Last Updated: January 4, 2017 

Carter House Bermuda

 
Carter House is one of the oldest homes in Bermuda located at St. Davids and built in 1640 by the descendants of Christopher Carter. So who was Carter? Sir George Somers and his men started the British colonization in Bermuda in 1609 when their ship got wrecked nearby and they all came ashore.  
 
When Somers started his sail towards Jamestown from Bermuda, he asked three men to stay back to continue the British claim of Bermuda. Carter was one of those who stayed back. 
 
 
 
So why Carter out of the three who became so well known? 
 
Carter was actually a rogue of a kind. He along with the other two found huge amount of Ambergris on the shore. Ambergris is a waxy substance that is secreted by sperm whales. It was earlier used in making perfumes and was very expensive item. When the three men found such huge quantity of Ambergris that were washed up the shore, they decided to smuggle it out to England. 
 
However on the final day when they all got into the boat, Carter lost confidence and instead handed over his two mates to Governor of Bermuda blaming it entirely on them. 
 
So Carter became a free man and finally settled in Coopers Island in St. David's. His descendants later built this house. It was earlier known as Southside House because it's located on Southside Road in St. David's. However when it became known that Carter's own great granddaughter Martha Hayward lived here many years until 1791 and died at an age of 114 years, the house was renamed to Carter House. 
 
Carter House Bermuda 
Carter House Bermuda 
 
The house is made of Bermuda stone. Upper floor can be reached by an outside staircase as you can see in the picture. There are large chimneys on the sides. The house is a great example of Bermuda's old vernacular architecture. It's now a museum exhibiting history and culture of St. David's over the past four centuries. The house has survived all the hurricanes since it was built including the devastating 2003 hurricane Fabian. The house has been maintained almost to its original condition. 
 
Before getting into the museum and its offerings, the story of Christopher Carter must be completed. From the time he came to Bermuda in 1609, Carter actually survived until 1624. He was on a ship along with his wife in Castle Harbor when the whole ship blew up in an explosion caused by a container full of gunpowder. And the wreck sank so quickly that nothing could be done. In fact the wreck could never be found again. Quite ironically the Carter House overlooks the water area where this incident took place and stands like a memorial of the first resident of Bermuda - Carter. 
 
Replica of early settlers dwelling hut at the 
Grounds of Carter House 
 
 
During the US Military operation in St. Davids (between 1941 - 1995), public access was restricted and Carter House operated as a beauty parlor for sometime. Now it has become St David's Historical Society Museum. You will see exhibits depicting history of St. David's including whaling, farming, maritime life, fishing dating several centuries back. 
 
Other exhibits include many different types of hammers & tools used in 1600s. You can learn about life of ship pilots of those days, about the palmetto hats of Martha Hayward, humpback whales that migrate through the waters around during Spring, about Dinghies and more. One of the most interesting exhibits is the Ambergris that were found by Carter and about to be smuggled out to England as Carter himself played the spoilsport. You can see the real Ambergris here.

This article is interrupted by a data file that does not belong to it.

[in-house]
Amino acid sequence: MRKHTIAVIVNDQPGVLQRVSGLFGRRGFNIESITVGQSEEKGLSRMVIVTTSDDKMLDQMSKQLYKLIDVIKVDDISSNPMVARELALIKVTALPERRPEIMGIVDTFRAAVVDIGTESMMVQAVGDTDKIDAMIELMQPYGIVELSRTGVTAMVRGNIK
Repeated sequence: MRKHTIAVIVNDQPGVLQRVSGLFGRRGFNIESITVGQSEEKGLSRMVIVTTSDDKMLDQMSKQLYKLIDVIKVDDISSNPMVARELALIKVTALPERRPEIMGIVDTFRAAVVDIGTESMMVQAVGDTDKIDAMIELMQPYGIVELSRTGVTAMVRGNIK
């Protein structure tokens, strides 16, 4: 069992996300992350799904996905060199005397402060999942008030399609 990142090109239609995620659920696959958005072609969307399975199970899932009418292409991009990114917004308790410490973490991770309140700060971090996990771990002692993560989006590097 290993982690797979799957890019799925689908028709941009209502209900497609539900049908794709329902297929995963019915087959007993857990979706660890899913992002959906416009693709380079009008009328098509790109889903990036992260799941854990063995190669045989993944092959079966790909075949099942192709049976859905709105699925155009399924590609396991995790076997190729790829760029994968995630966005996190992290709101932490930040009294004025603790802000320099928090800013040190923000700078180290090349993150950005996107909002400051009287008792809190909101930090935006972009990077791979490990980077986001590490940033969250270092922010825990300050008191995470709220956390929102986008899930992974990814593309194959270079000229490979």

Another major attraction is an early settlers' dwelling hut built on the grounds of Carter House. This hut has been built with palmetto thatched roof, cedar, lime and clay walls which is an exact replica of how the early settlers of 1600s built their houses in Bermuda. There are antique furniture and artifacts inside including an old tavern table. You will also see the original cooking fireplace. You can go inside and get a feel of how the earlier settlers lived in such huts. This dwelling hut was built in 2012 in celebration of Bermuda's 400th anniversary since the official British settlement began. 
 
Bermuda government is growing endemic plantations in the area surrounding the Carter house. If you look around, you can see many types of endemic trees including loquats and palmettos. 
 
Admission 
Free (but $5 would be appreciated). 
 
Open Hours 
Monday to Saturday: 10am - 4pm. 
Note that in winter (November to March), Carther House is usually open only on Saturdays. 
 
Location and Contacts 
Visit the Tourist Map to view the location and other attractions nearby. 
Carter House is located on Southside Road at St David's. It's less than 10 minutes by taxi from Kings Square, St. George. Bus route #6 operating between St. George and St. David's. There is also a shuttle service from Kings Square. 
 
Address: Southside Road, St David's, St George’s Parish 
Phone: (441) 293-5960; Email: [email protected] 
 
Road Map 
 
 
 
 
Related Articles 
 
1) Check out Bermuda Museums for great museums & historical buildings in Bermuda. 
 
Visitors' Reviews & Comments 
 
Jane Burgess (June 2015) 
Spent as a military wife 1990-1993/1994. I was one of the volunteers giving public tours of the Carter House along with two other well known Bermudian ladies. I remember it was a wonderful experience and a joy to be a part of the community. The military base was at that time still being leased from the Bermuda Government. It was the US military that ran the Bermuda civilian airfield/ Nato base.